A Canadian cabin. Photo: Getty
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The end of the affair: Rose Tremain’s The American Lover reviewed

The protagonists of Rose Tremain’s fifth collection of short stories – her first since 2005’s The Darkness of Wallis Simpson – are all operating under some form of constraint: social, sexual, emotional, pressingly immediate or far distant, unrelentingly real or garlanded with imaginative flourishes.

The American Lover 
Rose Tremain
Chatto & Windus, 232pp, £16.99

The protagonists of Rose Tremain’s fifth collection of short stories – her first since 2005’s The Darkness of Wallis Simpson – are all operating under some form of constraint: social, sexual, emotional, pressingly immediate or far distant, unrelentingly real or garlanded with imaginative flourishes. The ways they either attempt to free themselves or come to terms with the limits of their situation are often unexpected and always distinct from one another, giving the 13 pieces here a deeply enjoyable variety of tone and attitude.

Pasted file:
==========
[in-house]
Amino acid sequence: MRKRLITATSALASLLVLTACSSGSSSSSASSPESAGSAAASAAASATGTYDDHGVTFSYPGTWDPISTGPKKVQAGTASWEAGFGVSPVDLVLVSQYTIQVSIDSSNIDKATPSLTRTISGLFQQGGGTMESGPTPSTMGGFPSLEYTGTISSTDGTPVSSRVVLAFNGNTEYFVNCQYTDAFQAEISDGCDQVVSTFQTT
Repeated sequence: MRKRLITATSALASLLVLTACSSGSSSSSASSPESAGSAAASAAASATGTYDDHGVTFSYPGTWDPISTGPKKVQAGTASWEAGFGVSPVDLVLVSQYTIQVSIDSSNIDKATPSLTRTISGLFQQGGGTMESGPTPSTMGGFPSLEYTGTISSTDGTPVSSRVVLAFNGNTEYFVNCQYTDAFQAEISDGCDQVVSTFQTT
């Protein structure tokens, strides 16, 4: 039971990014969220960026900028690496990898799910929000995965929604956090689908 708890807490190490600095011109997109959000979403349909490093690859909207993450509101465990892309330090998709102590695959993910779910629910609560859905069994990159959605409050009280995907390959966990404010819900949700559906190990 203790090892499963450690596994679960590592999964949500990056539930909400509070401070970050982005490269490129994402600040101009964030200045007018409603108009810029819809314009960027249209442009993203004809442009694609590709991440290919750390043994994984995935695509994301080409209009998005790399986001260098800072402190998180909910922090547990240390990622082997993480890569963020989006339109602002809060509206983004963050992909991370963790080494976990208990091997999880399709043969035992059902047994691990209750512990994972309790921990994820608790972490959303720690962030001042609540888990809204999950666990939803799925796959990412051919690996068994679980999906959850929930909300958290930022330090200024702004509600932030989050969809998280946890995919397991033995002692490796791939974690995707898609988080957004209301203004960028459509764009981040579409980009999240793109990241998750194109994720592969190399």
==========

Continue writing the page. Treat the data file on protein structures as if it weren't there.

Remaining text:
This is hardly surprising given the range of Tremain’s novels, taking us from the time of King Charles II (Restoration and Merivel, themselves separated by nearly 25 years) to 19th-century New Zealand (The Colour) and, in the Orange Prize-winning The Road Home, to the London of the contemporary economic migrant. In long and short form, her work can move from portents of tragedy to comic vignette in a moment.

In “A View of Lake Superior in the Fall”, a couple in the first flush of retirement flee their Nashville home for a summer cabin in Canada, not from a generalised desire for tranquillity but specifically to escape the unpredictable rampages of their daughter, her “crazy and never-ending carnival of woe”. The inversion is clear: parents running away, unconditional love proved painfully conditional, a fair-weather retreat as a home for all seasons. We know that disaster is probably looming, but not its direction of travel – an uncomfortable sensation that Tremain is expert at manipulating.

It resurfaces in entirely different circumstances in “Extra Geography”, in which two teenage girls at a British boarding school attempt to stave off the boredom occasioned by the end of the lacrosse season. “We weren’t heroines any more,” confides the narrator, “just ordinary girls, and this felt worrying, as though we might soon die.” Their impending and premature deaths are unlikely to become a reality, but provide a fantasy strong enough to wreak havoc when they refocus their energy on wooing a teacher from New Zealand whose exotic foreignness overrides her chunky ankles. “We thought we’d start by being romantic and courtly,” they decide, with little knowledge of what that might really mean.